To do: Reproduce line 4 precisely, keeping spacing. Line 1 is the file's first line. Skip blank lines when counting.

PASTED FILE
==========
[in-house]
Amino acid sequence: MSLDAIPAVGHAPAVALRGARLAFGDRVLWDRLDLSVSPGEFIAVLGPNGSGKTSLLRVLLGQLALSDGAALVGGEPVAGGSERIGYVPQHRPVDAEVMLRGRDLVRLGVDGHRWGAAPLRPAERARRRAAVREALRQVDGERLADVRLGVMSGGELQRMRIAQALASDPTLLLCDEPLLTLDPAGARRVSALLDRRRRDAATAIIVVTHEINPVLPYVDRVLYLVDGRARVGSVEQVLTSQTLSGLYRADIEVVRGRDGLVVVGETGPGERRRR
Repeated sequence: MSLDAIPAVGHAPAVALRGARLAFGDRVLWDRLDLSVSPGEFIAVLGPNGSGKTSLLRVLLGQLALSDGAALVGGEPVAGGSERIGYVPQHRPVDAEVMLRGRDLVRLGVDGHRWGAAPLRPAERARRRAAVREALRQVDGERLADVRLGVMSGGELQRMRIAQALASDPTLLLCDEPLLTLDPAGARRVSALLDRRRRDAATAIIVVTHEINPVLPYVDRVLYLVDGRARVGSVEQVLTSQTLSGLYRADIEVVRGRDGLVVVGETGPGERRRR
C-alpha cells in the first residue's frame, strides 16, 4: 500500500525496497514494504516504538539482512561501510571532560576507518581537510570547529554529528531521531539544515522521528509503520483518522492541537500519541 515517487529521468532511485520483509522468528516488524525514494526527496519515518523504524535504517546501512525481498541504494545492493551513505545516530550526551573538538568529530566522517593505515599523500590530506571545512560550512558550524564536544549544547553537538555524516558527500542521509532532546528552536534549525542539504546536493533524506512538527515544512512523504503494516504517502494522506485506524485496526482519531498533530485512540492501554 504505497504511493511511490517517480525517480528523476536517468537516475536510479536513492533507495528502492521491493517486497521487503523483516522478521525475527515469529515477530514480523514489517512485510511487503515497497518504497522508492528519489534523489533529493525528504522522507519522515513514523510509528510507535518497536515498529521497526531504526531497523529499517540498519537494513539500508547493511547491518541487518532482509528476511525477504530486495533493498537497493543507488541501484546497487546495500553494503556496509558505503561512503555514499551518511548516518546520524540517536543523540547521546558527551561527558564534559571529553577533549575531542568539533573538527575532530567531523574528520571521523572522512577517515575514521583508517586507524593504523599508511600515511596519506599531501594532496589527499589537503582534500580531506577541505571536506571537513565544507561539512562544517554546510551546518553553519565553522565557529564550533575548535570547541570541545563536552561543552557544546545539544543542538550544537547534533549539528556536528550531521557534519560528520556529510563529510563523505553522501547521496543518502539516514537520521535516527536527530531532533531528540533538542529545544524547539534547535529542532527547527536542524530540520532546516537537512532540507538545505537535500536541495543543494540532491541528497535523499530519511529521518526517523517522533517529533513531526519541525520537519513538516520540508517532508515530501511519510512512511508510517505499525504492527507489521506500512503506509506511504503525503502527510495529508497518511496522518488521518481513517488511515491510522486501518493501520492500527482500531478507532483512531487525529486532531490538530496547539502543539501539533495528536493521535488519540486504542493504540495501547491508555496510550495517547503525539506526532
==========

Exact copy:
C-alpha cells in the first residue's frame, strides 16, 4: 500500500525496497514494504516504538539482512561501510571532560576507518581537510570547529554529528531521531539544515522521528509503520483518522492541537500519541 515517487529521468532511485520483509522468528516488524525514494526527496519515518523504524535504517546501512525481498541504494545492493551513505545516530550526551573538538568529530566522517593505515599523500590530506571545512560550512558550524564536544549544547553537538555524516558527500542521509532532546528552536534549525542539504546536493533524506512538527515544512512523504503494516504517502494522506485506524485496526482519531498533530485512540492501554 504505497504511493511511490517517480525517480528523476536517468537516475536510479536513492533507495528502492521491493517486497521487503523483516522478521525475527515469529515477530514480523514489517512485510511487503515497497518504497522508492528519489534523489533529493525528504522522507519522515513514523510509528510507535518497536515498529521497526531504526531497523529499517540498519537494513539500508547493511547491518541487518532482509528476511525477504530486495533493498537497493543507488541501484546497487546495500553494503556496509558505503561512503555514499551518511548516518546520524540517536543523540547521546558527551561527558564534559571529553577533549575531542568539533573538527575532530567531523574528520571521523572522512577517515575514521583508517586507524593504523599508511600515511596519506599531501594532496589527499589537503582534500580531506577541505571536506571537513565544507561539512562544517554546510551546518553553519565553522565557529564550533575548535570547541570541545563536552561543552557544546545539544543542538550544537547534533549539528556536528550531521557534519560528520556529510563529510563523505553522501547521496543518502539516514537520521535516527536527530531532533531528540533538542529545544524547539534547535529542532527547527536542524530540520532546516537537512532540507538545505537535500536541495543543494540532491541528497535523499530519511529521518526517523517522533517529533513531526519541525520537519513538516520540508517532508515530501511519510512512511508510517505499525504492527507489521506500512503506509506511504503525503502527510495529508497518511496522518488521518481513517488511515491510522486501518493501520492500527482500531478507532483512531487525529486532531490538530496547539502543539501539533495528536493521535488519540486504542493504540495501547491508555496510550495517547503525539506526532